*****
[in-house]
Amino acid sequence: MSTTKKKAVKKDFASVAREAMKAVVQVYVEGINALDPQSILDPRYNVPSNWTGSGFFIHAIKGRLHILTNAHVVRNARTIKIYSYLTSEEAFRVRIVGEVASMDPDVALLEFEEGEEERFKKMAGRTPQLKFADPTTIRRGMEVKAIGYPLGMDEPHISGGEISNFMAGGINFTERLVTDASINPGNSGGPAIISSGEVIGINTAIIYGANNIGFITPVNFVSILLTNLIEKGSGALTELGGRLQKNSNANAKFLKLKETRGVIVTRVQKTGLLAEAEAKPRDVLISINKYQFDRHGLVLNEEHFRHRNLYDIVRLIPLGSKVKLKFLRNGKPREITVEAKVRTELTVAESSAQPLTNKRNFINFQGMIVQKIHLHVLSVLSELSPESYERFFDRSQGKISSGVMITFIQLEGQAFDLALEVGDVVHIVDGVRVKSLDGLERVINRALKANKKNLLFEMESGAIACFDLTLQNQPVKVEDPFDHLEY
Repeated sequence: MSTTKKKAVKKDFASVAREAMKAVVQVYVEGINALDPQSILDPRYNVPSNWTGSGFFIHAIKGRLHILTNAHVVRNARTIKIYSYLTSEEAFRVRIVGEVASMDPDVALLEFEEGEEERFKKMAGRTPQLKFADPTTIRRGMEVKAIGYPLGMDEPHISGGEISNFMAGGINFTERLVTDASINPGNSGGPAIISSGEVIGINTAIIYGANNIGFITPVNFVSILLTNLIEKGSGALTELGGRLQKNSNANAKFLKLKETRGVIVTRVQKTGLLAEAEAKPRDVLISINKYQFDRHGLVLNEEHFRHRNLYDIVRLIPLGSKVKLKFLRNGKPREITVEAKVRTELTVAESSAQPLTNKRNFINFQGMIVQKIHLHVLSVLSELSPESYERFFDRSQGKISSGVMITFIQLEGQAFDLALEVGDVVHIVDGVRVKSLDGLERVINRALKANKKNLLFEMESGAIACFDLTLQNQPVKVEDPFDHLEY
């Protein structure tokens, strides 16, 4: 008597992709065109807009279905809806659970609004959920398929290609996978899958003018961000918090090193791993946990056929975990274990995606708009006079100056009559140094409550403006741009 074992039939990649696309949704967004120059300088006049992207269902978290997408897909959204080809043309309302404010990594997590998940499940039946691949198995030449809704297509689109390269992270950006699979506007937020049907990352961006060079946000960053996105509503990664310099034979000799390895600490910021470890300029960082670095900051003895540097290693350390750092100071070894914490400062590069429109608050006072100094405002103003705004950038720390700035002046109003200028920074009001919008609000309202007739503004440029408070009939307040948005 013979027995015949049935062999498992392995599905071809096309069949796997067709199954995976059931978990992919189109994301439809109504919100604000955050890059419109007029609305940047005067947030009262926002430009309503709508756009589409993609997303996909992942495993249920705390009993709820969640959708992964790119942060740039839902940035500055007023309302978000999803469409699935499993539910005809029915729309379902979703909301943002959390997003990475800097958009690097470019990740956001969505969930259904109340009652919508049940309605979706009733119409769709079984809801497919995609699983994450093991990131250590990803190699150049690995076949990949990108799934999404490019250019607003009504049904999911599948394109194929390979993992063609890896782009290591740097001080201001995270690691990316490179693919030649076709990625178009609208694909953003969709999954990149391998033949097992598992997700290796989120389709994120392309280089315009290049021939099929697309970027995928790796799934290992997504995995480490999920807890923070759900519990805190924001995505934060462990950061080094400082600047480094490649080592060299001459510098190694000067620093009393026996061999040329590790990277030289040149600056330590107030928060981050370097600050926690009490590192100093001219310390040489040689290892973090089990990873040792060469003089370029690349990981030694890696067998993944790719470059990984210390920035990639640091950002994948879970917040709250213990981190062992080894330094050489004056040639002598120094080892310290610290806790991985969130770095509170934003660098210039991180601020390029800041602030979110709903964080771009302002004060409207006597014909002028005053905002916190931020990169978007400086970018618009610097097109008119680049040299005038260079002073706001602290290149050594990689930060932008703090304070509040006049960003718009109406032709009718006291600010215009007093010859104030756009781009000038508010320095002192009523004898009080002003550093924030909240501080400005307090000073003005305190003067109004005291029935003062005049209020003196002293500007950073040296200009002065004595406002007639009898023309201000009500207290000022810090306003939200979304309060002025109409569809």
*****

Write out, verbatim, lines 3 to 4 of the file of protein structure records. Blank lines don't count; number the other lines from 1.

Repeated sequence: MSTTKKKAVKKDFASVAREAMKAVVQVYVEGINALDPQSILDPRYNVPSNWTGSGFFIHAIKGRLHILTNAHVVRNARTIKIYSYLTSEEAFRVRIVGEVASMDPDVALLEFEEGEEERFKKMAGRTPQLKFADPTTIRRGMEVKAIGYPLGMDEPHISGGEISNFMAGGINFTERLVTDASINPGNSGGPAIISSGEVIGINTAIIYGANNIGFITPVNFVSILLTNLIEKGSGALTELGGRLQKNSNANAKFLKLKETRGVIVTRVQKTGLLAEAEAKPRDVLISINKYQFDRHGLVLNEEHFRHRNLYDIVRLIPLGSKVKLKFLRNGKPREITVEAKVRTELTVAESSAQPLTNKRNFINFQGMIVQKIHLHVLSVLSELSPESYERFFDRSQGKISSGVMITFIQLEGQAFDLALEVGDVVHIVDGVRVKSLDGLERVINRALKANKKNLLFEMESGAIACFDLTLQNQPVKVEDPFDHLEY
């Protein structure tokens, strides 16, 4: 008597992709065109807009279905809806659970609004959920398929290609996978899958003018961000918090090193791993946990056929975990274990995606708009006079100056009559140094409550403006741009 074992039939990649696309949704967004120059300088006049992207269902978290997408897909959204080809043309309302404010990594997590998940499940039946691949198995030449809704297509689109390269992270950006699979506007937020049907990352961006060079946000960053996105509503990664310099034979000799390895600490910021470890300029960082670095900051003895540097290693350390750092100071070894914490400062590069429109608050006072100094405002103003705004950038720390700035002046109003200028920074009001919008609000309202007739503004440029408070009939307040948005 013979027995015949049935062999498992392995599905071809096309069949796997067709199954995976059931978990992919189109994301439809109504919100604000955050890059419109007029609305940047005067947030009262926002430009309503709508756009589409993609997303996909992942495993249920705390009993709820969640959708992964790119942060740039839902940035500055007023309302978000999803469409699935499993539910005809029915729309379902979703909301943002959390997003990475800097958009690097470019990740956001969505969930259904109340009652919508049940309605979706009733119409769709079984809801497919995609699983994450093991990131250590990803190699150049690995076949990949990108799934999404490019250019607003009504049904999911599948394109194929390979993992063609890896782009290591740097001080201001995270690691990316490179693919030649076709990625178009609208694909953003969709999954990149391998033949097992598992997700290796989120389709994120392309280089315009290049021939099929697309970027995928790796799934290992997504995995480490999920807890923070759900519990805190924001995505934060462990950061080094400082600047480094490649080592060299001459510098190694000067620093009393026996061999040329590790990277030289040149600056330590107030928060981050370097600050926690009490590192100093001219310390040489040689290892973090089990990873040792060469003089370029690349990981030694890696067998993944790719470059990984210390920035990639640091950002994948879970917040709250213990981190062992080894330094050489004056040639002598120094080892310290610290806790991985969130770095509170934003660098210039991180601020390029800041602030979110709903964080771009302002004060409207006597014909002028005053905002916190931020990169978007400086970018618009610097097109008119680049040299005038260079002073706001602290290149050594990689930060932008703090304070509040006049960003718009109406032709009718006291600010215009007093010859104030756009781009000038508010320095002192009523004898009080002003550093924030909240501080400005307090000073003005305190003067109004005291029935003062005049209020003196002293500007950073040296200009002065004595406002007639009898023309201000009500207290000022810090306003939200979304309060002025109409569809």